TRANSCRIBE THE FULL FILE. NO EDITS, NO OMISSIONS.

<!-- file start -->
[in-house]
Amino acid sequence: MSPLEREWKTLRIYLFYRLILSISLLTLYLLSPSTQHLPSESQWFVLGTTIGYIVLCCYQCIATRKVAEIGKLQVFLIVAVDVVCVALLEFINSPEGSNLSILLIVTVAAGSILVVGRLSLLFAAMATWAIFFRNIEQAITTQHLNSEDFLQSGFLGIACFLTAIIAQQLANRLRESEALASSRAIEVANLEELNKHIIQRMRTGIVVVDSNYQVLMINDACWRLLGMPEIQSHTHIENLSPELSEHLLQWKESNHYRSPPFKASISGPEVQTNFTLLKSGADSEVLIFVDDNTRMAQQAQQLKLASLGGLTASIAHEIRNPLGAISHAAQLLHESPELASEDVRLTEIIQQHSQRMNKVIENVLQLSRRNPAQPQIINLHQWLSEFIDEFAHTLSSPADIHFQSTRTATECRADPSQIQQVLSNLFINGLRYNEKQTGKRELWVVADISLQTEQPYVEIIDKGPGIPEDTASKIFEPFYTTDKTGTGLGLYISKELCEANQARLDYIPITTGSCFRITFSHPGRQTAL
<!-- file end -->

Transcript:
[in-house]
Amino acid sequence: MSPLEREWKTLRIYLFYRLILSISLLTLYLLSPSTQHLPSESQWFVLGTTIGYIVLCCYQCIATRKVAEIGKLQVFLIVAVDVVCVALLEFINSPEGSNLSILLIVTVAAGSILVVGRLSLLFAAMATWAIFFRNIEQAITTQHLNSEDFLQSGFLGIACFLTAIIAQQLANRLRESEALASSRAIEVANLEELNKHIIQRMRTGIVVVDSNYQVLMINDACWRLLGMPEIQSHTHIENLSPELSEHLLQWKESNHYRSPPFKASISGPEVQTNFTLLKSGADSEVLIFVDDNTRMAQQAQQLKLASLGGLTASIAHEIRNPLGAISHAAQLLHESPELASEDVRLTEIIQQHSQRMNKVIENVLQLSRRNPAQPQIINLHQWLSEFIDEFAHTLSSPADIHFQSTRTATECRADPSQIQQVLSNLFINGLRYNEKQTGKRELWVVADISLQTEQPYVEIIDKGPGIPEDTASKIFEPFYTTDKTGTGLGLYISKELCEANQARLDYIPITTGSCFRITFSHPGRQTAL